Following the stunning July 8 mass internet outage which affected roughly half of all Canadians, the company at the centre of the storm said a coding issue caused the shutdown.

The pandemic has meant the internet is even more vital in running businesses. Today, numerous businesses run remotely from news outlets needing to share information, to students needing to connect to their classes through video platforms.

How can major tech companies avoid a shutdown to this same degree in the future? Is a world so dependent on internet connection possible if infrastructure is so fragile that one coding error can cause a 24-hour internet blackout that sidelined key 911 emergency systems and banking machines?

Alexis Kuper, a student at uOttawa and a web developer for a company in Harriston, Ontario was personally affected by the outage.

“I had to push all my deadlines and meetings,” she said. 

Luckily for Kuper, because so many people in the country were experiencing this issue, many of her clients were cut off and understanding of her situation.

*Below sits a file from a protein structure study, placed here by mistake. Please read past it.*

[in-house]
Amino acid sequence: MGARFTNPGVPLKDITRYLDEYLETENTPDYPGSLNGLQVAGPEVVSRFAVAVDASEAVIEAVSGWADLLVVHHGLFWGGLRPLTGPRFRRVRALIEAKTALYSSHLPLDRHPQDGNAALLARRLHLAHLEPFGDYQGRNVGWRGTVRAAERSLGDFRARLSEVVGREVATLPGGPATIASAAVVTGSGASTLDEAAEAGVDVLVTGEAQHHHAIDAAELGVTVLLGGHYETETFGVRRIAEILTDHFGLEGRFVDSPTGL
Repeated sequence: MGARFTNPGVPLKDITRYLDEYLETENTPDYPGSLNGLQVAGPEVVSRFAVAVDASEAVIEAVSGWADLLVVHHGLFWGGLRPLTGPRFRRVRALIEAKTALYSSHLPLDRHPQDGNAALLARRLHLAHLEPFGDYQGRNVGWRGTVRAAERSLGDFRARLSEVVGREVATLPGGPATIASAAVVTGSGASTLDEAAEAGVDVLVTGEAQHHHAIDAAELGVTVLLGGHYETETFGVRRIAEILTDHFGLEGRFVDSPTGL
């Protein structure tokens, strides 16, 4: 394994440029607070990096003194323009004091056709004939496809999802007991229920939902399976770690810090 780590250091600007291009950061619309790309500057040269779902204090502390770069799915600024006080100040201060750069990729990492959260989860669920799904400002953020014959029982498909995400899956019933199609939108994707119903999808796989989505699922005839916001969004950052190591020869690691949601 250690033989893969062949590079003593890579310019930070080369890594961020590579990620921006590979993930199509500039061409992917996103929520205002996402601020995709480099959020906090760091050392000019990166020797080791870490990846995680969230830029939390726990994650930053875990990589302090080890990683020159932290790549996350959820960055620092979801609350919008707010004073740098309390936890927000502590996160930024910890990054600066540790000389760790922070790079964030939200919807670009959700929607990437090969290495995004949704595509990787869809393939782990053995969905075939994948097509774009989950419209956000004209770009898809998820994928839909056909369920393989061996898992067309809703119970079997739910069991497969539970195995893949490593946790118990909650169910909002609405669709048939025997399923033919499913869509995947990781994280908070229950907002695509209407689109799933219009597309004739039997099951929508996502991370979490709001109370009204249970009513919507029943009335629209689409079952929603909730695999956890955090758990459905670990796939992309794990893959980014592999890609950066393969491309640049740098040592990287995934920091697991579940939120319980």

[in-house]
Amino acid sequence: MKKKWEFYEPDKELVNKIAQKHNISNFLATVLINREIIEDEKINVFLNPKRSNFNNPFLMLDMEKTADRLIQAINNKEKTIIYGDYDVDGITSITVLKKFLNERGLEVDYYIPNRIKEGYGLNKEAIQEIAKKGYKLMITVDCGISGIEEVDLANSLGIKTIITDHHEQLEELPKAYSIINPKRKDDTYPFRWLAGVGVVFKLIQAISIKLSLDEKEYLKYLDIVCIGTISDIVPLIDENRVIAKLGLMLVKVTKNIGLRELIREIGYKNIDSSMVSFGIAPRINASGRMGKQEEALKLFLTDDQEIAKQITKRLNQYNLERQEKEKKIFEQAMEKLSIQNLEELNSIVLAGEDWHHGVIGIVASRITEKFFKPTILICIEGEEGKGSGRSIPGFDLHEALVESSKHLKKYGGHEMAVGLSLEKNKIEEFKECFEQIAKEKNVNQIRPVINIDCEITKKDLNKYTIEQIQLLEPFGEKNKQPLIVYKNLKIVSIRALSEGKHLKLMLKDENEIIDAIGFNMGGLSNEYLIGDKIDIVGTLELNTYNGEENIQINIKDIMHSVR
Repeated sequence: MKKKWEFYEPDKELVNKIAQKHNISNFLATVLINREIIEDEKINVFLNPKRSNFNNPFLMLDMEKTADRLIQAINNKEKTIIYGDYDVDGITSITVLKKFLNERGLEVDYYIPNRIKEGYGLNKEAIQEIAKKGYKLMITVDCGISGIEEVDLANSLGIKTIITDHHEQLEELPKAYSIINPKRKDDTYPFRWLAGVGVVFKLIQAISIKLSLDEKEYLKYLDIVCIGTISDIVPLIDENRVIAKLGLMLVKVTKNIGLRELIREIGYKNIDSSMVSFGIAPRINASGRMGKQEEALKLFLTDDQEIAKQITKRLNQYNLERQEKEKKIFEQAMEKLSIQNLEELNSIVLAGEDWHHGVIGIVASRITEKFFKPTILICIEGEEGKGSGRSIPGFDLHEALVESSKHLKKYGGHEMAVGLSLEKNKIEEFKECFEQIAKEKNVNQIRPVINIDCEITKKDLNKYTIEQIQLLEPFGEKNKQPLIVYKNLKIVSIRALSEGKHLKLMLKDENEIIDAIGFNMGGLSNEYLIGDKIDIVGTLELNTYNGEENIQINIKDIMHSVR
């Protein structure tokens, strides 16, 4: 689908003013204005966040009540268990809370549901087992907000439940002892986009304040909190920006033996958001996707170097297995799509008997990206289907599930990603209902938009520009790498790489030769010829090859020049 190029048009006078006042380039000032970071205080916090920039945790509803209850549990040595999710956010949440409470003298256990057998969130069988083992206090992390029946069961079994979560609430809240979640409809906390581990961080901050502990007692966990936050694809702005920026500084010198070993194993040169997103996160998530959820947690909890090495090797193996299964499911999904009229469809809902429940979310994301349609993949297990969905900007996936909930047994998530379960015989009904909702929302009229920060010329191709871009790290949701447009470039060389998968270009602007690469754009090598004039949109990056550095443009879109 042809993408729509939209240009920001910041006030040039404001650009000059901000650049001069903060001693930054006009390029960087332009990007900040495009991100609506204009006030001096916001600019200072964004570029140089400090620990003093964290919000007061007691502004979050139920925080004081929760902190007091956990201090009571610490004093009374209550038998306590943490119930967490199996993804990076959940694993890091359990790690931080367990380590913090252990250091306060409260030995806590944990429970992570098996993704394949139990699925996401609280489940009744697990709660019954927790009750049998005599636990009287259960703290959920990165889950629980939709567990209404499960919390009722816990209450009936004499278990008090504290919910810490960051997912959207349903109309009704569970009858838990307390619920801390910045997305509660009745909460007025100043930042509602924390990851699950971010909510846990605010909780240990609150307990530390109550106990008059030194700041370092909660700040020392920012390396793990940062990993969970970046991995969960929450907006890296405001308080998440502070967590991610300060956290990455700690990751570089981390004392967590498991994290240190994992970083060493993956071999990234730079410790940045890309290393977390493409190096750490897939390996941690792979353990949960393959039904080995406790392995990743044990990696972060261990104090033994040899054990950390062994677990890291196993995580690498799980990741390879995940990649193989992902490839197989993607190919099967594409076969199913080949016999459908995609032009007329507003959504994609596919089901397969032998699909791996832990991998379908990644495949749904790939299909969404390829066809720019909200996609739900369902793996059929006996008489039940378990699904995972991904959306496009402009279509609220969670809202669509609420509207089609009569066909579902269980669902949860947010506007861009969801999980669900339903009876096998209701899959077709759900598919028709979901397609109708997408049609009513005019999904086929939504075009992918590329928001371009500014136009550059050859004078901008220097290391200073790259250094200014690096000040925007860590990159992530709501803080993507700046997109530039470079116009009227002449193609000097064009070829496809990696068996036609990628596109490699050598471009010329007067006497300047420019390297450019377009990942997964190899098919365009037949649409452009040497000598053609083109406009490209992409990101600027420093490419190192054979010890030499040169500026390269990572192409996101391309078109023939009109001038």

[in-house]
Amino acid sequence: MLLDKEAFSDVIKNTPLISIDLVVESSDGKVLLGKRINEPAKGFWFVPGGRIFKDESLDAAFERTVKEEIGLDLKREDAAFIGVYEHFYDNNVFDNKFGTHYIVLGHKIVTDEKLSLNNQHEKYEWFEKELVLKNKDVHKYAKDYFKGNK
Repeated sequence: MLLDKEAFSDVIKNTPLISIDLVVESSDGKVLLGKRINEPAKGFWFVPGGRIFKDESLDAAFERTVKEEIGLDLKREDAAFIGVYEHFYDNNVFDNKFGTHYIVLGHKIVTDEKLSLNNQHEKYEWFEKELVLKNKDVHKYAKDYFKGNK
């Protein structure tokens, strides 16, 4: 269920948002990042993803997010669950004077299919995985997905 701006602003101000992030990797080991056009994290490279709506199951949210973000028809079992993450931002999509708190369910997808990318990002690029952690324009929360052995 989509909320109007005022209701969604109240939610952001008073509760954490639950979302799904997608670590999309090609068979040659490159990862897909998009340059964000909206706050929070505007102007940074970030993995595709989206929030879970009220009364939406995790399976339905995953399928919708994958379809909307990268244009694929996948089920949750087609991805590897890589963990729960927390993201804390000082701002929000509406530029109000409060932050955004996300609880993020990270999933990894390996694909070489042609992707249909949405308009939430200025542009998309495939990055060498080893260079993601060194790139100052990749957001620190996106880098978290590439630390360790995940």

For Kuper, projects that were meant to be completed were delayed several days.

Kuper’s experience in web development has taught her that the simplest thing, such as putting an exclamation mark in the wrong place, can cause a system crash and the error can be hard to find.

Two weeks after the outage, Rogers apologized

In the letter company spokesperson said, “we have identified the cause of the outage to a network system failure following an update in our core IP network during the early morning of Friday, July 8. This caused our IP routing network to malfunction.” 

“As a company, if you’re working on something that’s mission-critical, like Rogers, or Bell with their communication networks, you should have a number of safety practices, and checks that you have to go through before you make a change like this.”  

Alastair Lewis, a senior technology consultant at IBM,

“Software is prone to human error,” says Alastair Lewis, a senior technology consultant at IBM, who studied computer science at Queen’s University.

“Whether it’s a business trying to do credit card transactions, or a personal phone call,  it’s going through this communication system. At the core of it, it’s software that’s doing all of the heavy lifting.” 

Service companies are constantly trying to improve systems so that they can be the fastest, most secure and most reliable for businesses and individuals. To stay ahead of the curve, system updates are routine. 

However, as Lewis explained, “every time that you make a change, and you have to deploy it to your massive infrastructure across Canada, there’s definitely a chance for somebody to screw up somewhere along the process.” 

Despite the nature of the human error, “somebody like Rogers should still be held accountable for having an outage like that, which affects millions of people and businesses,” said Lewis.